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Posted 31 October 2016 | By Zachary Brennan
As part of an attempt to catch up with the US Food and Drug Administration (FDA), European Medicines Agency (EMA) and Health Canada, Australia’s Therapeutic Goods Administration (TGA) on Monday released five new consultations for public comment, including one that would forge new priority review and provisional approval pathways.
TGA’s priority review pathway, like Health Canada’s and FDA's pathway with the same name, will involve faster reviews of prescription drugs in certain circumstances, potentially allowing consumers with serious and life-threatening conditions to gain access to these medicines more quickly if an assessment results in a decision for registration.
Similarly, Australia’s provisional approval pathway, like FDA’s accelerated approval pathway and EMA’s conditional marketing authorization, will provide earlier access to certain promising new medicines that do not yet have a full dossier of clinical data but have solid early data on efficacy and safety (e.g. based on surrogate endpoints or other relevant data, rather than on patient safety and efficacy data from full Phase III clinical trials).
In opening the consultation on both pathways on Monday, TGA says it is looking for input on the proposed eligibility criteria and the proposed process for determining that a medicine meets the eligibility criteria for the pathways.
“While there are no standard criteria for expedited pathways used internationally that could be adopted by Australia, there are some common considerations,” TGA says, pointing to the seriousness of the disease or condition and its impact on people’s daily lives, the existence of currently effective interventions and whether the new medicine will provide a substantial benefit in some aspect of the patient outcomes.
The consultation on the two pathways follows an expert panel review in March 2015 that recommended ways to streamline the TGA’s registration processes and improve timely access to new medicines and medical devices.
The recommendations relating to expedited pathways arose from the observation that “Australia is out of step with international regulators,” such as FDA, EMA and Health Canada, which all have the capacity to expedite assessment of prescription medicines in certain circumstances.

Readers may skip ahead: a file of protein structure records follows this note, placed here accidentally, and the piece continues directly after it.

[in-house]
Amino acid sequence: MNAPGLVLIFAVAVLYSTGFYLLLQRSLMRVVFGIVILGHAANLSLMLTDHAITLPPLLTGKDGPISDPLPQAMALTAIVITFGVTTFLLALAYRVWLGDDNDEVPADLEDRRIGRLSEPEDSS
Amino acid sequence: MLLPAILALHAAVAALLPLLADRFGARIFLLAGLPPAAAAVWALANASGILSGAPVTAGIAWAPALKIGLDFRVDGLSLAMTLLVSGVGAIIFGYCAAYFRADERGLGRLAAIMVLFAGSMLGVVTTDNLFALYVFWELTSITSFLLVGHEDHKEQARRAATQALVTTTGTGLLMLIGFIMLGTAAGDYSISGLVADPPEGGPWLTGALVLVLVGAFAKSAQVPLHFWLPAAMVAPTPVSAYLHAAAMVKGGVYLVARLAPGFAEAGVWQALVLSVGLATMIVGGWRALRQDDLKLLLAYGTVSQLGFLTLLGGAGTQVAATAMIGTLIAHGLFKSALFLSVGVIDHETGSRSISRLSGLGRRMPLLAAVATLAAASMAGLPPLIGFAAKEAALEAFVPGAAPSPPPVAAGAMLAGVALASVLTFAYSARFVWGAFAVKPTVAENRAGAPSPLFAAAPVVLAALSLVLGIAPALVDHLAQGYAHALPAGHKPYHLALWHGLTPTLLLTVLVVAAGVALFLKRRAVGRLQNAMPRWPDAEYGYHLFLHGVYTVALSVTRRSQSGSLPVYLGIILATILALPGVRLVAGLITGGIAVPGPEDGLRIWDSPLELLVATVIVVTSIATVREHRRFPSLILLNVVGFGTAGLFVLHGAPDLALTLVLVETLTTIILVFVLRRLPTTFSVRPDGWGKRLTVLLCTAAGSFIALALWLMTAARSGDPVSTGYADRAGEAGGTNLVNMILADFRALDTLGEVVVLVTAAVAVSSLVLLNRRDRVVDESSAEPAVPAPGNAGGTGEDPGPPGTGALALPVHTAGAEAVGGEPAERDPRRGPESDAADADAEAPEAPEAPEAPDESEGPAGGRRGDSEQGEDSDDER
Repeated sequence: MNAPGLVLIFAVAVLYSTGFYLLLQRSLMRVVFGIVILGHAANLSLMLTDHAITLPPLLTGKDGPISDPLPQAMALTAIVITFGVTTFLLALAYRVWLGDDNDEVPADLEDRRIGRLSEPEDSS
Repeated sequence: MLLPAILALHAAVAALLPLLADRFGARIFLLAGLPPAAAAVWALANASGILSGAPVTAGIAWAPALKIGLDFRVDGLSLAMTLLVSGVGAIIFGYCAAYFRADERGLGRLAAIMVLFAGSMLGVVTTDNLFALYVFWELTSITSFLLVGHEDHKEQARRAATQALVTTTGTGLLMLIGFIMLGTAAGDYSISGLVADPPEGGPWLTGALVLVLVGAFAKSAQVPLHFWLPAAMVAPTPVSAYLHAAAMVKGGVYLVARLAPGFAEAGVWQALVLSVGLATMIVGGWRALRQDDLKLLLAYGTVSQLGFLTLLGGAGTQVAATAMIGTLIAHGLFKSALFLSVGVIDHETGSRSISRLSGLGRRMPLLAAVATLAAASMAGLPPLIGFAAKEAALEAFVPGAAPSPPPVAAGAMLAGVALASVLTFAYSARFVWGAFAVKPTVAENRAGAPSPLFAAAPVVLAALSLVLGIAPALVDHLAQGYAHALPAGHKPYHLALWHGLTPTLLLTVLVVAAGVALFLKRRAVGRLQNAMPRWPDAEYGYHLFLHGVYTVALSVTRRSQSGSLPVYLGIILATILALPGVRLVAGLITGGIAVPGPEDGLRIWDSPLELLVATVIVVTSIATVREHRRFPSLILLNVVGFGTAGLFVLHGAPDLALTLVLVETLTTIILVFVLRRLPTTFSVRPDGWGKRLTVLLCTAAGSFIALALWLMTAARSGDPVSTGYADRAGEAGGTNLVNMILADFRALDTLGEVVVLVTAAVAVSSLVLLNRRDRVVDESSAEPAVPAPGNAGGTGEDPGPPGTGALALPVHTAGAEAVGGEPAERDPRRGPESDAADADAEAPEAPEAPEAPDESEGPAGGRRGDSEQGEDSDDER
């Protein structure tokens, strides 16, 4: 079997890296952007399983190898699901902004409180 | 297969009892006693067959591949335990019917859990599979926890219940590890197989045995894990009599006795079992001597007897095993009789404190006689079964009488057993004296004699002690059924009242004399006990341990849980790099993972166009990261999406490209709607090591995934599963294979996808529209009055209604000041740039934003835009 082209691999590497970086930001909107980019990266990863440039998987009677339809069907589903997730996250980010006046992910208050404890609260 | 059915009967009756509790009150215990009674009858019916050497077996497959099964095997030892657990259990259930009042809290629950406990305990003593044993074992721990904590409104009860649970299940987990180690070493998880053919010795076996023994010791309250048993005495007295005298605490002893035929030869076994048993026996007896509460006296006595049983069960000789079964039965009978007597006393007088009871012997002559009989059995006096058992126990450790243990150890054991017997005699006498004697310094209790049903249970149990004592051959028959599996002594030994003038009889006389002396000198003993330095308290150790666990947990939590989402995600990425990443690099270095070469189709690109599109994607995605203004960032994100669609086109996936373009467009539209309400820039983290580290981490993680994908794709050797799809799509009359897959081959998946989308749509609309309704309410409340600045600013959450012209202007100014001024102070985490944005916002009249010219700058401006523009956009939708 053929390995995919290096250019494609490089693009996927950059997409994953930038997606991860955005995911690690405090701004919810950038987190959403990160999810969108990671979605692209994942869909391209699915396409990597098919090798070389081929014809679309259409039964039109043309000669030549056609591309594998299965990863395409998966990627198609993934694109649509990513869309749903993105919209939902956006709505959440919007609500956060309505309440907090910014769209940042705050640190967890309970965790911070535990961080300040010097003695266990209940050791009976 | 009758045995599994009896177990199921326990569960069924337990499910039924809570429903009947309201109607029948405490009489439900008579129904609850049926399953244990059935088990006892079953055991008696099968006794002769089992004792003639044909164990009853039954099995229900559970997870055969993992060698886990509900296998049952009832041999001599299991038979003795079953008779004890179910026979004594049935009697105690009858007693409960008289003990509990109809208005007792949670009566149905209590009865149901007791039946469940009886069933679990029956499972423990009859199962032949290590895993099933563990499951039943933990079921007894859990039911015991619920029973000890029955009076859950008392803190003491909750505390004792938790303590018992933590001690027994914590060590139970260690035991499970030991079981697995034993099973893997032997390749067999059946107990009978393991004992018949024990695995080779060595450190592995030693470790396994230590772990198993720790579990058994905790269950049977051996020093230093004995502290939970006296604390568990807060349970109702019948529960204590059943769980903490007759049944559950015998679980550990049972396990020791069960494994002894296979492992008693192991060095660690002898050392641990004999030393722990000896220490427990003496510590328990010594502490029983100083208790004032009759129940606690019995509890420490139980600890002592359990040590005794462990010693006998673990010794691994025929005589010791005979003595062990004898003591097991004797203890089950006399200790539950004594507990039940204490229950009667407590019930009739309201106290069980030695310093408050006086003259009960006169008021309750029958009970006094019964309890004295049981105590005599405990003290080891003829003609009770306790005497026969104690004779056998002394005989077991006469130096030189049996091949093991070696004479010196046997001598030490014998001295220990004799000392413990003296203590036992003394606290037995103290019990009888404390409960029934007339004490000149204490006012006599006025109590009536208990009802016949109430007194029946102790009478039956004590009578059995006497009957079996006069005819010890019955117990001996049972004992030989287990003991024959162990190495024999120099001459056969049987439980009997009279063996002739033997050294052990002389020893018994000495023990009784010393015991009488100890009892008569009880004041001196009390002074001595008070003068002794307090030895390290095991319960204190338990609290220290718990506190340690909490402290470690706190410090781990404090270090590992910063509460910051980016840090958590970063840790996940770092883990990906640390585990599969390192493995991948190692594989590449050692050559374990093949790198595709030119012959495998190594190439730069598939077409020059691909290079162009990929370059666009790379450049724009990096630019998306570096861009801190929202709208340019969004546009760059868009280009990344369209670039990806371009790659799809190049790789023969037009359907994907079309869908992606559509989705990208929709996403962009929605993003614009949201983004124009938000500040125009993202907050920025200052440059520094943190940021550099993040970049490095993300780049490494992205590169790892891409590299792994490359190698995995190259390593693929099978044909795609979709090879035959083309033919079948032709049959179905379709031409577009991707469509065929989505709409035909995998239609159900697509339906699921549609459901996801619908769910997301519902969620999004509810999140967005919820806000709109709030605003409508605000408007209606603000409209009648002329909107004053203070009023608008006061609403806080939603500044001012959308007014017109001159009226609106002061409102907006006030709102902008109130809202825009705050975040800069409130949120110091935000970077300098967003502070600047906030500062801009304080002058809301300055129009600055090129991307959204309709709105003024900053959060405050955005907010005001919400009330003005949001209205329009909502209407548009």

“The panel concluded that allowing for greater flexibility in assessment pathways for medicines and medical devices (including greater use of overseas assessment reports and granting provisional registration in certain circumstances) would expedite access to market without compromising the safety, quality and efficacy or performance of medicines and medical devices,” TGA says.
With a view to reducing the time to a decision regarding registration of a medicine in Australia to 150 working days, TGA says it believes its new priority review pathway will be consistent with the benchmarks set by FDA and EMA.
As for logistics, sponsors will submit an application form seeking designation for one of the pathways and provide a rationale as to why the medicine meets the eligibility criteria.
Similar to the EMA process, TGA suggests that an application will be submitted to it approximately 10-12 weeks prior to submission of the dossier for the registration process.
“One of the proposed principles for our expedited pathways is that sponsors will be responsible for providing all information necessary to receive and maintain the designation. For the Priority Review pathway, sponsors will need to provide evidence of Good Manufacturing Practice (GMP) compliance or show that they have applied to obtain the necessary GMP certificate or GMP clearance,” the consultation says.
Pre-submission meetings will be recommended for sponsors intending to apply for designation to an expedited pathway, and such meetings will occur six to seven months prior to submission of the dossier for the registration process.
TGA’s principal medical advisor will assess the information provided by the sponsor against the relevant criteria to determine whether a medicine should be granted a designation for the priority review or provisional approval pathway and will have about 20 working days from acceptance and acknowledgement to the sponsor of a complete application to make the designation decision.
As far as paying for the expedited reviews, TGA proposes a new fee associated with the designation process to apply to all applications and reflect the TGA resources required for this new designation process. The proposed fee for the designation process for the expedited pathways, and any other changes to the fees and charges that may apply to the registration of these medicines, will be determined in TGA’s annual review of fees and charges in consultation with industry.
Comments on the consultation have to be submitted by 12 December.
In addition to the two new approval pathways, TGA also opened consultations on enhanced international collaboration in the regulation of prescription medicines.
TGA is looking to adopt a two-step process to identify suitable opportunities for further collaboration with comparable overseas regulators, as well as a process for how to identify such regulators.
TGA is also consulting on an EU guideline on risk management of advanced therapies, as well as guidance on biovigilance responsibilities of sponsors of biologics and guidance on risk management plans for medicines and biologicals.
Comments on these consultations must be submitted by 16 December.
A log of future consultations can be found at: Implementation of reforms - public consultation forecast.
Tags: faster drug approval, accelerated approval, priority review for drugs, international drug regulators